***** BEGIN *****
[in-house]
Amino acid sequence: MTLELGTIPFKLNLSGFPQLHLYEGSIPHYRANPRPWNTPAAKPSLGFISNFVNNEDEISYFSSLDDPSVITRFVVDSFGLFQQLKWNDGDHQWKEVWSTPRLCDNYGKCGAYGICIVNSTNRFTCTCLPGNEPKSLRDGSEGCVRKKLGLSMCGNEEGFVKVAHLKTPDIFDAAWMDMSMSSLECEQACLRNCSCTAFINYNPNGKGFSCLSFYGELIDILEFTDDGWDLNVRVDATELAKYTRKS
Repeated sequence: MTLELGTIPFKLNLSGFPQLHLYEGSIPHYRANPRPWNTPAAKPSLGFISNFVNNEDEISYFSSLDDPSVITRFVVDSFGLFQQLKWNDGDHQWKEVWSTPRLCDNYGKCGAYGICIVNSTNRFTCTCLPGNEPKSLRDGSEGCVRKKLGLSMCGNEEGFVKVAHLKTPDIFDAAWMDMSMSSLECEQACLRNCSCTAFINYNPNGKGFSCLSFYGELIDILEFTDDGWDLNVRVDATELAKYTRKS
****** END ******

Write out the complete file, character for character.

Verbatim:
[in-house]
Amino acid sequence: MTLELGTIPFKLNLSGFPQLHLYEGSIPHYRANPRPWNTPAAKPSLGFISNFVNNEDEISYFSSLDDPSVITRFVVDSFGLFQQLKWNDGDHQWKEVWSTPRLCDNYGKCGAYGICIVNSTNRFTCTCLPGNEPKSLRDGSEGCVRKKLGLSMCGNEEGFVKVAHLKTPDIFDAAWMDMSMSSLECEQACLRNCSCTAFINYNPNGKGFSCLSFYGELIDILEFTDDGWDLNVRVDATELAKYTRKS
Repeated sequence: MTLELGTIPFKLNLSGFPQLHLYEGSIPHYRANPRPWNTPAAKPSLGFISNFVNNEDEISYFSSLDDPSVITRFVVDSFGLFQQLKWNDGDHQWKEVWSTPRLCDNYGKCGAYGICIVNSTNRFTCTCLPGNEPKSLRDGSEGCVRKKLGLSMCGNEEGFVKVAHLKTPDIFDAAWMDMSMSSLECEQACLRNCSCTAFINYNPNGKGFSCLSFYGELIDILEFTDDGWDLNVRVDATELAKYTRKS